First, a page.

Today, Monday November 15 is a day of the Scratcher.  The Cherokee word kanuga simply means the brier thorn.  Thorns were used in a type of ritual comb that was raked across the surface of the skin to draw blood.  This created a series of openings in the skin upon which medicinal poultices could be applied.

But the word also has a symbolic meaning…  rattlesnake fang or tooth.  Some scratchers were made of snake teeth, and in some cases the scratching was done with an eagle claw.  (Snake and Eagle are opposing day signs in the traditional calendar.)

Since rattlesnakes were once thought to only strike and kill those people who for some reason deserved it, it was considered bad luck to admit out loud that you had been struck by a snake.  The euphemism was to be "scratched by a thorn."  Even today, Cherokees will sometimes speak of being "scratched," even though they will admit that they were scratched by a snake.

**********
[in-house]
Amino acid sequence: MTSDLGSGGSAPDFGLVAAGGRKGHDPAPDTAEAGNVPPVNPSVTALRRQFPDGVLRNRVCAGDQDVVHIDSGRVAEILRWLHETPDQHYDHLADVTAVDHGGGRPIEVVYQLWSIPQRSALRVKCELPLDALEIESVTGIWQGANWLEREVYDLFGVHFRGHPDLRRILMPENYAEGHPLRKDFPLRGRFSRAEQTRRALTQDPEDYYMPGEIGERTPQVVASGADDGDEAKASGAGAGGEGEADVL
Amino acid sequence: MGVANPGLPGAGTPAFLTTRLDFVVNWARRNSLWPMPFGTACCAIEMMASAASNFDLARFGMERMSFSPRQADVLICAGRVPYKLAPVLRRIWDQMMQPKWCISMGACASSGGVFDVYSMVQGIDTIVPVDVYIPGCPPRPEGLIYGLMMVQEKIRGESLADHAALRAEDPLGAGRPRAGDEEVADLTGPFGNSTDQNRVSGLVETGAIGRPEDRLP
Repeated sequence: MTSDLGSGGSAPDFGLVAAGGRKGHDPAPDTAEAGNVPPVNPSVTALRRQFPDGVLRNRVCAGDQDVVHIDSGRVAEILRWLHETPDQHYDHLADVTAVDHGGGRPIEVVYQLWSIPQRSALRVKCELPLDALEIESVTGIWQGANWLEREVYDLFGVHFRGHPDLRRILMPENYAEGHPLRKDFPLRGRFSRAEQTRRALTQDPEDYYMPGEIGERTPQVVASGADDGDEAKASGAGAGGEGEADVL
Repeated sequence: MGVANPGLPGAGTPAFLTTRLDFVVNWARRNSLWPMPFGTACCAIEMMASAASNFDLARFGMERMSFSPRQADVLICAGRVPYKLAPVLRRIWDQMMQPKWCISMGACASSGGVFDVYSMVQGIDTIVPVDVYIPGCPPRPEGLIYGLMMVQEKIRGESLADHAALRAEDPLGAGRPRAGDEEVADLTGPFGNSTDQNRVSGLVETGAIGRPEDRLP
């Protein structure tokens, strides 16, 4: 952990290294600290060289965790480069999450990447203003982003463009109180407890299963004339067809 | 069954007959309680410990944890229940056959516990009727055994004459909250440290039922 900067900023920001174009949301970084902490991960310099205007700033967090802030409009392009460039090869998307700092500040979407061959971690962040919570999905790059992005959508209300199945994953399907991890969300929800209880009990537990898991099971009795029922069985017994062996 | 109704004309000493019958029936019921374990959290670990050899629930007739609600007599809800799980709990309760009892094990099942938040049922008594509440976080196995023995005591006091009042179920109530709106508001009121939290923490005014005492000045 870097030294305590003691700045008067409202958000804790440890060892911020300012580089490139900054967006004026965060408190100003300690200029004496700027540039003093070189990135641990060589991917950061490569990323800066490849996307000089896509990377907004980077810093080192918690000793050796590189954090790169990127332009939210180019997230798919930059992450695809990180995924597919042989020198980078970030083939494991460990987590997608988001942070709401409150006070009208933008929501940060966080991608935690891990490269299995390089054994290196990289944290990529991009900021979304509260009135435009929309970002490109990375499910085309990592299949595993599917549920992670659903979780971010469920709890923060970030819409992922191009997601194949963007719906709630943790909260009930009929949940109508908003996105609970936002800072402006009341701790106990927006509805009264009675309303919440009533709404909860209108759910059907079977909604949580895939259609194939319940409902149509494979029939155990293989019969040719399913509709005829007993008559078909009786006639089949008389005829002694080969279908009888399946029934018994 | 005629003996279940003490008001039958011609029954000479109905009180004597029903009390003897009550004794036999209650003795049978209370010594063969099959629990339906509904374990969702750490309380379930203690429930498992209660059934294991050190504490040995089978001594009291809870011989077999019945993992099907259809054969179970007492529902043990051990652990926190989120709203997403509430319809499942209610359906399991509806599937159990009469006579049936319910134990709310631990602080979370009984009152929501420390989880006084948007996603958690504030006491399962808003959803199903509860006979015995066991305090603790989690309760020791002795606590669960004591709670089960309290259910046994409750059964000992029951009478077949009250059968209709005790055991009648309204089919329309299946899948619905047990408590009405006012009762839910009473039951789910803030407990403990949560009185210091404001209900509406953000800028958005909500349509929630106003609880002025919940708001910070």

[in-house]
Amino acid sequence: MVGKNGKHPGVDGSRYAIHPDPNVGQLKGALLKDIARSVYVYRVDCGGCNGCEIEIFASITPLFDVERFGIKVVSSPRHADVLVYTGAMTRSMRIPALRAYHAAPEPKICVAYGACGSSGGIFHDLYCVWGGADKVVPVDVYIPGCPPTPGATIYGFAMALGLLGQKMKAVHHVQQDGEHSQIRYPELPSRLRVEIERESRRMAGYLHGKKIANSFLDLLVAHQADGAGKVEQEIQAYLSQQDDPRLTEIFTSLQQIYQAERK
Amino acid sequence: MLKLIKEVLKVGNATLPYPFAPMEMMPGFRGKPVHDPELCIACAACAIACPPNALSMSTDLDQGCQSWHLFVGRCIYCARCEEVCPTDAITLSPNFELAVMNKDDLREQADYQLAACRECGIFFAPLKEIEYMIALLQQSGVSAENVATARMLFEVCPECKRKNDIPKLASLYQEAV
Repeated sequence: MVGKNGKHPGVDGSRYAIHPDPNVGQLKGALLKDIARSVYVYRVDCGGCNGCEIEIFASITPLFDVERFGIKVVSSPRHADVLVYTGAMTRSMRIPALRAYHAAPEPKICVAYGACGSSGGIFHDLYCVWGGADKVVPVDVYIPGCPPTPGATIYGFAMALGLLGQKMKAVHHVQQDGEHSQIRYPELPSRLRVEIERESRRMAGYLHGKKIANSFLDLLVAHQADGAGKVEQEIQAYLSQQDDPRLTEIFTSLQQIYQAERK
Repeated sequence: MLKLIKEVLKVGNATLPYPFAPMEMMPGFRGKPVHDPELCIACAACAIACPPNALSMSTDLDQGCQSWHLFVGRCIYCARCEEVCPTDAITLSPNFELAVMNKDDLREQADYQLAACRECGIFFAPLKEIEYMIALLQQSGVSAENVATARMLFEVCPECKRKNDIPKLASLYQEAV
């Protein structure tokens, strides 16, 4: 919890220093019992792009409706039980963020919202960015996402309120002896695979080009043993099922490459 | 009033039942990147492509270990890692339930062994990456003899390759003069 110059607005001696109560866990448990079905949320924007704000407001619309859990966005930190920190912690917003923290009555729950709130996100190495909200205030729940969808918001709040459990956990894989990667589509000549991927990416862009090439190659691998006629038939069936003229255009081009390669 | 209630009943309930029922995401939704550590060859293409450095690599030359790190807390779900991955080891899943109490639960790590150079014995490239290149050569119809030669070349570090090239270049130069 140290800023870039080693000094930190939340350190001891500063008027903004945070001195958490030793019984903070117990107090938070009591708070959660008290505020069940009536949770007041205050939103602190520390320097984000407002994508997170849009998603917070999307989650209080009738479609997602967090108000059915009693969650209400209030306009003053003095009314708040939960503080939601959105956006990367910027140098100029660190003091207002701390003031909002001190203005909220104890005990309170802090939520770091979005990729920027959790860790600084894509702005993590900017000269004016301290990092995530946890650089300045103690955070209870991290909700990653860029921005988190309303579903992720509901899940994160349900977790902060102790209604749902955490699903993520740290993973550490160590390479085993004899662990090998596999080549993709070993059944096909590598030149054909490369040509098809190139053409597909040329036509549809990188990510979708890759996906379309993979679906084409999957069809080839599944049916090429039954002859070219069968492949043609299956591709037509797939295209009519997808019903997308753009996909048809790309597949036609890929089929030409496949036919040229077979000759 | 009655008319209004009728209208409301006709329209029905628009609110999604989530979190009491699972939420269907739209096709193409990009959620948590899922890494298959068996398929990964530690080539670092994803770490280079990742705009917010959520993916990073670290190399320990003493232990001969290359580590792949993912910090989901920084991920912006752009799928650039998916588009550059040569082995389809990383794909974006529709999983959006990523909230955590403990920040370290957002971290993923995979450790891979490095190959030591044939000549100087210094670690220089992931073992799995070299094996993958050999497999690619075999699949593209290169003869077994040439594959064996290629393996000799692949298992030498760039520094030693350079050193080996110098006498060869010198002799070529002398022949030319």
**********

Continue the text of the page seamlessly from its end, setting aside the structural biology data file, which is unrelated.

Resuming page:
The scratching ceremony was done either as a preparation for medical treatment or as a preparation for another ceremony.  In that sense, it was considered the end of one cycle and the beginning of another, a fork in the road that represented both a continuation of the old path and the beginning of a new one.

We are soon coming to the beginning of a new year.  We hope that you will take advantage of the opportunity to learn more about Cherokee tradition and language, and more importantly, to pass that on to your children and grandchildren.  Both the language and the calendar are complex, and require long study before they seem familiar.  However, both provide you with new ways of seeing and describing the world that we inhabit and share.

The 2011 Cherokee Calendar is now available in a download version.

The Cherokee Calendar Calculation and Analysis makes a unique Christmas gift.  Because you were part of this mailing list, you can have one researched and composed for you for a $20.00 discount.  That's the regular price with Andrew Jackson removed!  Let's see how he likes being removed!

Just one thing to be aware of, because of the hours required to research, analyze and compose each report, I can only work so fast.  That means that the deadline for orders with guaranteed Christmas digital delivery will be Friday, December 10. After that, it's iffy.